(Basic spoilers for HBO’s The Leftovers, but nothing that should keep you from watching it or reading on)
One day, something strange and terrible happened that changed the entire world.
At the core of our personal operating systems, you won’t find a CPU; you’ll find a storyteller. As much as we like to think of ourselves as a rational species that makes wise decisions, it seems that we spend a lot of time listening to our inner mythologies, or following the narratives provided to us by religions or belief systems. There may not be anything inherently wrong with that, overall, but that approach to life has one built-in flaw that we can’t seem to avoid: all good stories have a beginning, a middle, and an end.
Two percent of the world’s population, seemingly at random, simply vanished into thin air.
That’s fine if you’re writing a novel or a comic book or talking your way out of a traffic ticket, but when you apply the same narrative structure to the existence of Humanity as a whole, there’s a big problem. Namely: however you picture “the end of the world” to be, there is often an unconscious assumption that you’ll be around to see it happen. And for a species that fears death so much, we seem to do a lot of cheer-leading for the End Of The World, don’t we?
The Leftovers… the 98% of Humanity left behind… seem to have gone mad with grief. Or perhaps worse, have gone mad trying to make sense of this weird, senseless thing that has befallen the world.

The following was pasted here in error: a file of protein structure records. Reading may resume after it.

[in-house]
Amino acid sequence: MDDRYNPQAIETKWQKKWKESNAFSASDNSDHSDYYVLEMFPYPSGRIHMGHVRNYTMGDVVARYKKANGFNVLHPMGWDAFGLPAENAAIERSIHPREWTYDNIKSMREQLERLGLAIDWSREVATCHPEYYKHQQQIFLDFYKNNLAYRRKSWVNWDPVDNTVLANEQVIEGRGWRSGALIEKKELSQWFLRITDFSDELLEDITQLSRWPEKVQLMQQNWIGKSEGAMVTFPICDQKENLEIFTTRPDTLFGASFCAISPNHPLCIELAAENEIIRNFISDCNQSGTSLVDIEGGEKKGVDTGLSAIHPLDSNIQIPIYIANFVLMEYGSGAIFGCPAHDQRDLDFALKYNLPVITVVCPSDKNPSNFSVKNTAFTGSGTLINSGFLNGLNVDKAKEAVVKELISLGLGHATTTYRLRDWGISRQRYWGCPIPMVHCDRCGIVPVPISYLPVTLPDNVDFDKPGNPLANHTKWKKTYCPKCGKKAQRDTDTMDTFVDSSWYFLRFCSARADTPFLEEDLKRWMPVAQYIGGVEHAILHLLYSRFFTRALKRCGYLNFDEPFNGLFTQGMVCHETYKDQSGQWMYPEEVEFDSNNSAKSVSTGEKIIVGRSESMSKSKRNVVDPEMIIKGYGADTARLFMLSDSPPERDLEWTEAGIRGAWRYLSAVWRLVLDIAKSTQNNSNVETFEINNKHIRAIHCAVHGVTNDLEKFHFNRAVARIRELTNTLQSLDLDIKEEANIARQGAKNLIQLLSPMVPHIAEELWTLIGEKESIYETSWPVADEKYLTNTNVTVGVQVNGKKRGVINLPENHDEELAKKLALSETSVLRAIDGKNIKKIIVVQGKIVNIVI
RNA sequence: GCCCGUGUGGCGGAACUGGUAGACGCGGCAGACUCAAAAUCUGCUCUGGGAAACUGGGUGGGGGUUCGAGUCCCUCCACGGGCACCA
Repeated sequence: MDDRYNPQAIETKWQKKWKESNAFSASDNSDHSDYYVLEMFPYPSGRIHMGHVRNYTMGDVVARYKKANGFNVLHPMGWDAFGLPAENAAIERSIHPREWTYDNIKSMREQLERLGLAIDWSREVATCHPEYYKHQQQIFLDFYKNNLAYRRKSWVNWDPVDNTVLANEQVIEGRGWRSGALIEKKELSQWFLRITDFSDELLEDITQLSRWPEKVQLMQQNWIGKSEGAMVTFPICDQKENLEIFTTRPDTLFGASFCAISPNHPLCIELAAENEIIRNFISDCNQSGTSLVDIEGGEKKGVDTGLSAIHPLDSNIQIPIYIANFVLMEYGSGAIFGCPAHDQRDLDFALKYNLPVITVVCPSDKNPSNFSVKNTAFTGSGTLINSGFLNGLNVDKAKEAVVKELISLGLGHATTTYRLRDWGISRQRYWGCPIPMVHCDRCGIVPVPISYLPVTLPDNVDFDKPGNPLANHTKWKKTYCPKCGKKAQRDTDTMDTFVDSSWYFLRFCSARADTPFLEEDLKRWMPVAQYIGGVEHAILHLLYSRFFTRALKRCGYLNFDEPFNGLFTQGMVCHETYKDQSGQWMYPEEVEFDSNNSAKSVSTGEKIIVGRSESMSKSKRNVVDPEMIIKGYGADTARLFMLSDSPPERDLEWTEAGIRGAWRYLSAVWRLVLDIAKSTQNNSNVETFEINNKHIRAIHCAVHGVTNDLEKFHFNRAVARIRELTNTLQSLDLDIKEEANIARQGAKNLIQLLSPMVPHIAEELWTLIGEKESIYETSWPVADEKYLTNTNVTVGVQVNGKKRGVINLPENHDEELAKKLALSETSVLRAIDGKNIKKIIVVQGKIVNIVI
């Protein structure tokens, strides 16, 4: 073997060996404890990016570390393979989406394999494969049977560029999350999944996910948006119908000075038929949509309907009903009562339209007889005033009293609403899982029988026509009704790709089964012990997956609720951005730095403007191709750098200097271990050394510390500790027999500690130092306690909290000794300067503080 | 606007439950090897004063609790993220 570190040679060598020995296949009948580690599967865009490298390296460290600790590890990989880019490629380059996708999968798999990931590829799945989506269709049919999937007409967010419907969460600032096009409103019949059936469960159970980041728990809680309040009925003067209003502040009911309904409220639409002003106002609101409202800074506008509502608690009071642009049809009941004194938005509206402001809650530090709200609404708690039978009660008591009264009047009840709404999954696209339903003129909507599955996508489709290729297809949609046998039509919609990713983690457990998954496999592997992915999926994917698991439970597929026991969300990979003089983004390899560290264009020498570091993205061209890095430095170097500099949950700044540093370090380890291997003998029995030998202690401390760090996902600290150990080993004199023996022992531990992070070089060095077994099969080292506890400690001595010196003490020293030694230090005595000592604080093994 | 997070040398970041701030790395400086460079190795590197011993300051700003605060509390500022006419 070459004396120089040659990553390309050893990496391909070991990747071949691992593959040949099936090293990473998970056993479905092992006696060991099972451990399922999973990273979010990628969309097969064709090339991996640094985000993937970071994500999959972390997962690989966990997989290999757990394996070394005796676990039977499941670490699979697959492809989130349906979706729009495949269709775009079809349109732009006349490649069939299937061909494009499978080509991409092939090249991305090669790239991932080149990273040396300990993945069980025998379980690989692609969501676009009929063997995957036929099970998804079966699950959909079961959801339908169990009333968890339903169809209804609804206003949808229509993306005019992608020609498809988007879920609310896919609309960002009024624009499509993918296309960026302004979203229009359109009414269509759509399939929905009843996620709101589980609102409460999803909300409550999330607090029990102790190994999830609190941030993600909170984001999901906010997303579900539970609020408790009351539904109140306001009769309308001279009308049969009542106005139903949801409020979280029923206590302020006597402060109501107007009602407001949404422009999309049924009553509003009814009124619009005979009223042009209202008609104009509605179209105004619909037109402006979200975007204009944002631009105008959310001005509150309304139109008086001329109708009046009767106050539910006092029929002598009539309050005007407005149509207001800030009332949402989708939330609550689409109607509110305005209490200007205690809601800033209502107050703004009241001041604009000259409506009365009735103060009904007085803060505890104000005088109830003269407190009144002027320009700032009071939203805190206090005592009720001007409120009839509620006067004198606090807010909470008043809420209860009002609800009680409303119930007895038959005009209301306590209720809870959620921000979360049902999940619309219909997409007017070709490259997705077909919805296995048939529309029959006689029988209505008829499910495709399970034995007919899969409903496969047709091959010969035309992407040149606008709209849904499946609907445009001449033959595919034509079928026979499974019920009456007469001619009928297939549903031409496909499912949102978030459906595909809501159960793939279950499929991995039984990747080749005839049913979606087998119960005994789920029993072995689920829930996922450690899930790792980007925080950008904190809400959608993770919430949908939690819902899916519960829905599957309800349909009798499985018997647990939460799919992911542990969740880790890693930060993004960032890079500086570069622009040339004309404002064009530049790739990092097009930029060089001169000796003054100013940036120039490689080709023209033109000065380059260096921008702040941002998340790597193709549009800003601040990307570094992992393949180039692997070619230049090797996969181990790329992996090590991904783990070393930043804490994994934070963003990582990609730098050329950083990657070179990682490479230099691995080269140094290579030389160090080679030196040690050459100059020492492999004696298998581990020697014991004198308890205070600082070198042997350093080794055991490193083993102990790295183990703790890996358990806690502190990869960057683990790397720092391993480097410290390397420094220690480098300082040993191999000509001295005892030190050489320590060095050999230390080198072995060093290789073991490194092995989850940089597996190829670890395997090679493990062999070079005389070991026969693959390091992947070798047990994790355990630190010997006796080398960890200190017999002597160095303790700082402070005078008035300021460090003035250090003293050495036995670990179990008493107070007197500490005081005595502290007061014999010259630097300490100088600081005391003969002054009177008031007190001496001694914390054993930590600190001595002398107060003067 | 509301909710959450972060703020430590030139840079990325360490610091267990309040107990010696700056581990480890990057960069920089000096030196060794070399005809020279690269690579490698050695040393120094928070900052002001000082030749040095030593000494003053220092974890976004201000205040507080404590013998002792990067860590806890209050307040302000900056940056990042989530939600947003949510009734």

This need to impose a story line on the messy events in our world leads us all down blind alleys. We all have that relative or that Facebook friend or neighbor that believes in something utterly ridiculous — and we know it’s utterly ridiculous because it contradicts the story-line we see going on. Surely our story can’t be wrong. We’ve put so much thought into it! It matches all the evidence!
Seven years later, the anniversary approaches, and everywhere there are signs of The End.
History is littered with failed prophesies regarding the End Of The World. We seem to have a capacity for imagining the worst, then quickly forgetting about it and moving on to the next possible cloud of doom whenever the last one fails to appear. In 2015 it was the “Blood Moon” prophesy from John Hagee and Mark Biltz, in which four consecutive Lunar Eclipses plus a passage from The Book of Joel added up to a best-seller — but you may have noticed, we’re still here, aren’t we? And as far as Bible-based dooms go, brace yourself for the supernova which astronomers expect to occur in 2022, which some clever minds have already stitched together with bits of prophesy to make yet another warm and cozy Apocalypse Quilt for those who demand drama from their Universe to wrap themselves in. My bold prediction? See you all back here in 2023.
But maybe this time it will be different. There have been Signs…
The Leftovers is fiction, so naturally it’s all directed towards an end point… and if the progress of the series thus far is any indication, it’s likely to be brilliant. But is that really what you want for yourself, or your world? Do you want to convince yourself that the Apocalypse is imminent, only to be as wrong as everyone else in history has been? Whatever your worldview, whether you came to it by upbringing or choice or some combination of the two, it’s bound to have a dark side to it. And if you’re looking for proof that the Antichrist will take over the world next month, or that all religions are wrong and people are stupid for believing in them, or that there’s a secret Conspiracy of alien invaders running things, or whatever… you’ll find it. And you’ll probably be wrong.
I say unto thee: always and forever bet ye against The End Of The World, for thou shalt only be wrong (at most) once.